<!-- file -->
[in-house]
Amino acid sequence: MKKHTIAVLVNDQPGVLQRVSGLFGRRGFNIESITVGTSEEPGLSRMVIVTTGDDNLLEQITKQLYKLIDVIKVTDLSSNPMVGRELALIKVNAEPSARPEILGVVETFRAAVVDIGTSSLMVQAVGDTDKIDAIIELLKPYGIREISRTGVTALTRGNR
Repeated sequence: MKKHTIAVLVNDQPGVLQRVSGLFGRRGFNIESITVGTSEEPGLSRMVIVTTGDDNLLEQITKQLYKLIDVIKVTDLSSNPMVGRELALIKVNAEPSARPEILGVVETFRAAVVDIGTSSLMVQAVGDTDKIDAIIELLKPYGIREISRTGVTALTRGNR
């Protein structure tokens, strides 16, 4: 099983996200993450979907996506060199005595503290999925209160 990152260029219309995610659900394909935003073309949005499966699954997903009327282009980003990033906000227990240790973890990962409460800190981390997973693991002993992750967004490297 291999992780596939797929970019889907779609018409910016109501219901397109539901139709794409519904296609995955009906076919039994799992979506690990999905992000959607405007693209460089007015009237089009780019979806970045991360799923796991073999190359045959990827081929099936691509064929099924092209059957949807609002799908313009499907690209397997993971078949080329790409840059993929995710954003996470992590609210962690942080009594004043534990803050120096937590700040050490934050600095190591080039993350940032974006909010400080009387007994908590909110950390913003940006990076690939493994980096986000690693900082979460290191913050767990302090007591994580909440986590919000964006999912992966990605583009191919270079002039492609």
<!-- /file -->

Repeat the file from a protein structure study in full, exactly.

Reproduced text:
[in-house]
Amino acid sequence: MKKHTIAVLVNDQPGVLQRVSGLFGRRGFNIESITVGTSEEPGLSRMVIVTTGDDNLLEQITKQLYKLIDVIKVTDLSSNPMVGRELALIKVNAEPSARPEILGVVETFRAAVVDIGTSSLMVQAVGDTDKIDAIIELLKPYGIREISRTGVTALTRGNR
Repeated sequence: MKKHTIAVLVNDQPGVLQRVSGLFGRRGFNIESITVGTSEEPGLSRMVIVTTGDDNLLEQITKQLYKLIDVIKVTDLSSNPMVGRELALIKVNAEPSARPEILGVVETFRAAVVDIGTSSLMVQAVGDTDKIDAIIELLKPYGIREISRTGVTALTRGNR
């Protein structure tokens, strides 16, 4: 099983996200993450979907996506060199005595503290999925209160 990152260029219309995610659900394909935003073309949005499966699954997903009327282009980003990033906000227990240790973890990962409460800190981390997973693991002993992750967004490297 291999992780596939797929970019889907779609018409910016109501219901397109539901139709794409519904296609995955009906076919039994799992979506690990999905992000959607405007693209460089007015009237089009780019979806970045991360799923796991073999190359045959990827081929099936691509064929099924092209059957949807609002799908313009499907690209397997993971078949080329790409840059993929995710954003996470992590609210962690942080009594004043534990803050120096937590700040050490934050600095190591080039993350940032974006909010400080009387007994908590909110950390913003940006990076690939493994980096986000690693900082979460290191913050767990302090007591994580909440986590919000964006999912992966990605583009191919270079002039492609």